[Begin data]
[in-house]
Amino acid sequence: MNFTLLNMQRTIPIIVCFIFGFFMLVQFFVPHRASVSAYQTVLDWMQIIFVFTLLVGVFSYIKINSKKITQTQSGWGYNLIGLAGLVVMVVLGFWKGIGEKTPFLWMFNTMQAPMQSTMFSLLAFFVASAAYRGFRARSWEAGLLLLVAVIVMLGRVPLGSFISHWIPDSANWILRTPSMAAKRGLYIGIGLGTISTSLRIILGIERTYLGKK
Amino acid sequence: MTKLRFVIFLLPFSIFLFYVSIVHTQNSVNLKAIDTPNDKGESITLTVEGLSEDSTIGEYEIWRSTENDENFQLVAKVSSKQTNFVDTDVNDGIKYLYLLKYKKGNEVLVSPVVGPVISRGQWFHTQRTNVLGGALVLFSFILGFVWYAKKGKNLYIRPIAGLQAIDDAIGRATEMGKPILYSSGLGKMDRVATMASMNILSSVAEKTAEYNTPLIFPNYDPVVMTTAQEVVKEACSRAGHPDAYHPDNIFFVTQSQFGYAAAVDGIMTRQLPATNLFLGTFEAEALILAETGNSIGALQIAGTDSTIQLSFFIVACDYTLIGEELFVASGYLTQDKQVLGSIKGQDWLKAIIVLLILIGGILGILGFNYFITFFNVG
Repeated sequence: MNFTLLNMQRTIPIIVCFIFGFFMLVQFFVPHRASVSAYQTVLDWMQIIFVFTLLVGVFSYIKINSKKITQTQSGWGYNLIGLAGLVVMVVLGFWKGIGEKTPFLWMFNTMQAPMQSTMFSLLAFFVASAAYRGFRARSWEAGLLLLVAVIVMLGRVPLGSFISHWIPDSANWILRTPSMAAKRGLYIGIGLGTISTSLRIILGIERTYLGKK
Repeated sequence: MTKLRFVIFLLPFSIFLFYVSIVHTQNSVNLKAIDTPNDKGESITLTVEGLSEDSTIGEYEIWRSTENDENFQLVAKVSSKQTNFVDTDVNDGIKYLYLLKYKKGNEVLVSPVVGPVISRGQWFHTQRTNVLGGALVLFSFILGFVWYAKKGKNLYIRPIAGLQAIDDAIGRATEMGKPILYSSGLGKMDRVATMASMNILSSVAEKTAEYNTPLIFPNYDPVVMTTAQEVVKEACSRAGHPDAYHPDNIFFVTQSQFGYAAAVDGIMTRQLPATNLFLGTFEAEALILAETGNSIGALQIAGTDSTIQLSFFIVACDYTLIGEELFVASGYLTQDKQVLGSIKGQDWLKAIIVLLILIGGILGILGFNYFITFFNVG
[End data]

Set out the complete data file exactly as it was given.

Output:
[in-house]
Amino acid sequence: MNFTLLNMQRTIPIIVCFIFGFFMLVQFFVPHRASVSAYQTVLDWMQIIFVFTLLVGVFSYIKINSKKITQTQSGWGYNLIGLAGLVVMVVLGFWKGIGEKTPFLWMFNTMQAPMQSTMFSLLAFFVASAAYRGFRARSWEAGLLLLVAVIVMLGRVPLGSFISHWIPDSANWILRTPSMAAKRGLYIGIGLGTISTSLRIILGIERTYLGKK
Amino acid sequence: MTKLRFVIFLLPFSIFLFYVSIVHTQNSVNLKAIDTPNDKGESITLTVEGLSEDSTIGEYEIWRSTENDENFQLVAKVSSKQTNFVDTDVNDGIKYLYLLKYKKGNEVLVSPVVGPVISRGQWFHTQRTNVLGGALVLFSFILGFVWYAKKGKNLYIRPIAGLQAIDDAIGRATEMGKPILYSSGLGKMDRVATMASMNILSSVAEKTAEYNTPLIFPNYDPVVMTTAQEVVKEACSRAGHPDAYHPDNIFFVTQSQFGYAAAVDGIMTRQLPATNLFLGTFEAEALILAETGNSIGALQIAGTDSTIQLSFFIVACDYTLIGEELFVASGYLTQDKQVLGSIKGQDWLKAIIVLLILIGGILGILGFNYFITFFNVG
Repeated sequence: MNFTLLNMQRTIPIIVCFIFGFFMLVQFFVPHRASVSAYQTVLDWMQIIFVFTLLVGVFSYIKINSKKITQTQSGWGYNLIGLAGLVVMVVLGFWKGIGEKTPFLWMFNTMQAPMQSTMFSLLAFFVASAAYRGFRARSWEAGLLLLVAVIVMLGRVPLGSFISHWIPDSANWILRTPSMAAKRGLYIGIGLGTISTSLRIILGIERTYLGKK
Repeated sequence: MTKLRFVIFLLPFSIFLFYVSIVHTQNSVNLKAIDTPNDKGESITLTVEGLSEDSTIGEYEIWRSTENDENFQLVAKVSSKQTNFVDTDVNDGIKYLYLLKYKKGNEVLVSPVVGPVISRGQWFHTQRTNVLGGALVLFSFILGFVWYAKKGKNLYIRPIAGLQAIDDAIGRATEMGKPILYSSGLGKMDRVATMASMNILSSVAEKTAEYNTPLIFPNYDPVVMTTAQEVVKEACSRAGHPDAYHPDNIFFVTQSQFGYAAAVDGIMTRQLPATNLFLGTFEAEALILAETGNSIGALQIAGTDSTIQLSFFIVACDYTLIGEELFVASGYLTQDKQVLGSIKGQDWLKAIIVLLILIGGILGILGFNYFITFFNVG